Re: MSWord2k Cleanser Tool: Re: [ba-ohs-talk] (not) eating your own dogfood
More on this (might as well promote the ideas while the fire is hot):
> http://www.concept67.fsnet.co.uk/xml/ (01)
I have an extra perl script in there that adds XML heirarchy to HTML
according to the heading levels using <div> tags.
A minor edit of the perl would provide a different tag name if that
bivalence wasn't desired.
However, it's handy. If I serve it with one MIMEtype I get HTML in the
browser, with a different MIMEtype it's XML and behaves in the browser or
DOM accordingly. (02)
The XSLT stylesheet is also configured to leave all the 'class="Blahstyle" '
tags on elements.
So you can create XML from WordHTML, add heirarchy, and then add styles
using a CSS stylesheet based on the Word style names that are preserved into
If you have Word style templates in your organisation then you can be
consistent in your CSS with respect to those styles.
If you don't add the CSS some stuff doesn't look too neat, but all the
heading levels and paragraphs and tables get preserved, so it's all legible,
if dowdy. (03)
Good ideas, but the tool is a gross stream of consciousness hack in the
main. It needs refinement in the HTML clean-up stage.
Using it's present, poorly designed, massively wasteful algorithm it (the
beta app) will process a 100page Word doc in around 15-17seconds. (04)
Oh, and it's designed to batch process (but no fancy multi-threading, just
The beta app left some character refs unhandled, but I'm hoping the simple
cure in the new alpha takes care of that. (06)
Like I said, I hacked this a while back, v crudely, and subsequent to that
time I've seen one or two more coherent applications raise their heads.
Still, if you like the freedom to configure just about any part of it at the
code level, it's pretty good in that sense. (07)
----- Original Message -----
From: "Peter Jones" <email@example.com>
Sent: Monday, February 25, 2002 1:01 PM
Subject: MSWord2k Cleanser Tool: Re: [ba-ohs-talk] (not) eating your own
> I've had this sitting on my site for a while.
> It works pretty well on the whole. The new (untested) alpha script is
> probably better if it works (it should).
> I haven't been able to test it because I don't have Word on this machine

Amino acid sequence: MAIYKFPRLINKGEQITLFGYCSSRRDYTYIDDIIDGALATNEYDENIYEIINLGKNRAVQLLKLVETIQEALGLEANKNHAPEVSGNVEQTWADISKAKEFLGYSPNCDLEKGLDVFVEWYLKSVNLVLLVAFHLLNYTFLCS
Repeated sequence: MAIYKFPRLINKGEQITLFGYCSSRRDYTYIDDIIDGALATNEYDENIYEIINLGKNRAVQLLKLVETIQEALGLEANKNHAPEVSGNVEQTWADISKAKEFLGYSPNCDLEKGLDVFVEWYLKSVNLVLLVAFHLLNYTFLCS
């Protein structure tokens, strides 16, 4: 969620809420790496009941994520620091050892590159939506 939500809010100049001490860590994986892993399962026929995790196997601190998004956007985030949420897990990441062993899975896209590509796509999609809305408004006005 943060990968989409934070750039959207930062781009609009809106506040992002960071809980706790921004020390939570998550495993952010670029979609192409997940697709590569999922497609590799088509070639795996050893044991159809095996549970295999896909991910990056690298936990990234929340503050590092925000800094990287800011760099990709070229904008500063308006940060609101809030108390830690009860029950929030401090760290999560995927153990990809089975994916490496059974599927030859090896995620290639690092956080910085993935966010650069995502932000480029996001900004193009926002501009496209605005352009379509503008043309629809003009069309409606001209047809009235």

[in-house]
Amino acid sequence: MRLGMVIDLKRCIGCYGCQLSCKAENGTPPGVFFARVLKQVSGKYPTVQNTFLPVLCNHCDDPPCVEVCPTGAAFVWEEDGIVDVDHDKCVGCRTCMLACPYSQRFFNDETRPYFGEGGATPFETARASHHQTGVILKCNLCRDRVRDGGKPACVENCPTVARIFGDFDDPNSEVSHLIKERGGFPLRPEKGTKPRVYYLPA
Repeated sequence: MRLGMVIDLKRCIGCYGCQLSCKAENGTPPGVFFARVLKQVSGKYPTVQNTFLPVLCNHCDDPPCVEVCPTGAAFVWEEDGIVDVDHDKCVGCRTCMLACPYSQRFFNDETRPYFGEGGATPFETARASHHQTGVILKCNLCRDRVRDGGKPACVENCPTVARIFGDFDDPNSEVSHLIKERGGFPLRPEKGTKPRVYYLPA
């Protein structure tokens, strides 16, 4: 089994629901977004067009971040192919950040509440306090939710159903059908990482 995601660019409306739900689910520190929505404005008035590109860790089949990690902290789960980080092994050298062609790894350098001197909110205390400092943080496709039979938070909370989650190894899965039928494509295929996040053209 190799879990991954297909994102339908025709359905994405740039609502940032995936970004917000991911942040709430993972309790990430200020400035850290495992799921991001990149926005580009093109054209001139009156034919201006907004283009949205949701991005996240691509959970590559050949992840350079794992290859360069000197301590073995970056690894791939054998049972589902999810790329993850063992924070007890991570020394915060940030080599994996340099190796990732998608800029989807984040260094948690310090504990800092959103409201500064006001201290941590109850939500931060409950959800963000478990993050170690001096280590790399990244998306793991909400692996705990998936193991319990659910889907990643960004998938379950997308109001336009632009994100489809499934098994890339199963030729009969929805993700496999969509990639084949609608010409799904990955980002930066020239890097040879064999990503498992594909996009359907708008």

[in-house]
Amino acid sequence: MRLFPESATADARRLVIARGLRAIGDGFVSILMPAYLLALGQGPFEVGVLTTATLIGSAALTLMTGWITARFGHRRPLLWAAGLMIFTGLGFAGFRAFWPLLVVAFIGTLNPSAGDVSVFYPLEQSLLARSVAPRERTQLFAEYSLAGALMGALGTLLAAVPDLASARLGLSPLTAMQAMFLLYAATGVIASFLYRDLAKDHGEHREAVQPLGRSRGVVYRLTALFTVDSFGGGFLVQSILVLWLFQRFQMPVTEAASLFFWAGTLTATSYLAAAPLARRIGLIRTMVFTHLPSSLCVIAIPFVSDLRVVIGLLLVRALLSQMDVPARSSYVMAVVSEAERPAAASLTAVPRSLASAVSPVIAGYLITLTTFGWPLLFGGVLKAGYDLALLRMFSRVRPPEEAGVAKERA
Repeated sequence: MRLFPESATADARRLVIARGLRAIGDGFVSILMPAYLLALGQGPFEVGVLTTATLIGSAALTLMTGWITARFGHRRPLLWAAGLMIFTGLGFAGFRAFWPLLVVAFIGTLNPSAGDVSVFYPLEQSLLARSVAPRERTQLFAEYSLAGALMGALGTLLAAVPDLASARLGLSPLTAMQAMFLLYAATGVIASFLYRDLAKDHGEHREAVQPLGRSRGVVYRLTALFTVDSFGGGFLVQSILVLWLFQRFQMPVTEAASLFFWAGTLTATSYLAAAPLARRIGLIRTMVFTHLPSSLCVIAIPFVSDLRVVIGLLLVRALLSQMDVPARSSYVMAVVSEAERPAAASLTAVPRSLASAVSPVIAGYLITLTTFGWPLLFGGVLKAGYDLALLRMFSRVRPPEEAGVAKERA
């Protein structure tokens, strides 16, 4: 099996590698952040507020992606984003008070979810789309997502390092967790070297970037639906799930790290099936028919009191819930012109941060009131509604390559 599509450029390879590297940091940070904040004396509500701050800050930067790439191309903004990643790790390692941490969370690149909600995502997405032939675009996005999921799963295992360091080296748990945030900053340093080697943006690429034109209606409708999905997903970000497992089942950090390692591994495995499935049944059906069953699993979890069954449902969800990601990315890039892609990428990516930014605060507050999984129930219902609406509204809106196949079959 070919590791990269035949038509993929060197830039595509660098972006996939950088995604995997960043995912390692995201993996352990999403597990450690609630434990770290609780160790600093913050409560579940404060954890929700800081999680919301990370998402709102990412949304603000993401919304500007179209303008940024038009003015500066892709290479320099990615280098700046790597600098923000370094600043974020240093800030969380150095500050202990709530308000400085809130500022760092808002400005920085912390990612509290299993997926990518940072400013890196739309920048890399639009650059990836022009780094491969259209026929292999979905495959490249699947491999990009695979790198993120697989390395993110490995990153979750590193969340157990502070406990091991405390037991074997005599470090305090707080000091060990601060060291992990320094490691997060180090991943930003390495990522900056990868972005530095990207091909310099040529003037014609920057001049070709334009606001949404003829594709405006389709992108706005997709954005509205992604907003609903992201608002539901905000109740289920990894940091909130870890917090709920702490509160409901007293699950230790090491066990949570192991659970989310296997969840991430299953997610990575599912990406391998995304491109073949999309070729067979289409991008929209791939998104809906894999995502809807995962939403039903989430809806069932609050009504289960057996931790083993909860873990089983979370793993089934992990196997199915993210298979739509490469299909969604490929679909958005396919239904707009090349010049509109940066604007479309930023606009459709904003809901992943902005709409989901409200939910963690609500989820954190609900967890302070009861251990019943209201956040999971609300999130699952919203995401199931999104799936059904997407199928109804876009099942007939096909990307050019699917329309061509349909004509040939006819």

> I can't check outputs properly.
> I wrote it precisely because Raggett's Tidy totally killed the utility of
> the files I needed to clean at the time.
> It uses perl, James Clark's SP and Michael Kay's InstantSaxon XSLT engine
> (on Windows OS). Small tweaks required to get it going on Linux.
> If you want to turn it into a Java App with greater control over whether
> cleans MSWord HTML or other HTML, feel free.
> It's pretty well documented, but if you need extra explanations just let
> ----- Original Message -----
> From: "Murray Altheim" <firstname.lastname@example.org>
> To: <email@example.com>
> Sent: Monday, February 25, 2002 10:45 AM
> Subject: Re: [ba-ohs-talk] (not) eating your own dogfood
> > Eugene Eric Kim wrote:
> > > A fella in Finland decided to check the homepages of the W3C's 506
> > > organizations for valid HTML or XHTML. Only 18 sites validated.
> > >
> > > http://homepage.mac.com/marko/20020222.html
> > The big problem in web design is that almost nobody hand edits their
> > markup or even pays attention to it, and the GUI WYSIWYTYG (what you
> > see is what you think you get) editors in general produce some really
> > I challenge anyone to export "HTML" from MS Word and look at what it
> > creates. Amazing.
> > But I don't see that there's much to be done about this, given that
> > the emphasis from the W3C has never been much along the lines of
> > valid markup. It sometimes seems that they've done everything they
> > could to kill the use of the DTD, such that as a DTD and validation
> > advocate I often felt I was swimming upstream. While Tidy was initially
> > produced by Dave Raggett of the W3C, it itself doesn't produce valid
> > markup in many cases -- I've had to edit its output as well.
> > My guess is that those 18 sites may be managed by a validation zealot
> > like me, or had some type of company policy dictated by one. In the
> > end all one can do is produce better tools, or agitate for them, such
> > as this guy in Finland.
> > With the existence of XHTML and XML tools, it's actually pretty easy
> > to check one's markup nowadays, and even clean it up, so it's sad to
> > see so many corporate sites with poor design under the counter,
> > concentrating on flash rather than substance or interoperability.
> > But that's not unusual in business, is it?
> > Murray
> > ......................................................................
> > Murray Altheim <mailto:m.altheim @ open.ac.uk>
> > Knowledge Media Institute
> > The Open University, Milton Keynes, Bucks, MK7 6AA, UK
> > In the evening
> > The rice leaves in the garden
> > Rustle in the autumn wind
> > That blows through my reed hut. -- Minamoto no Tsunenobu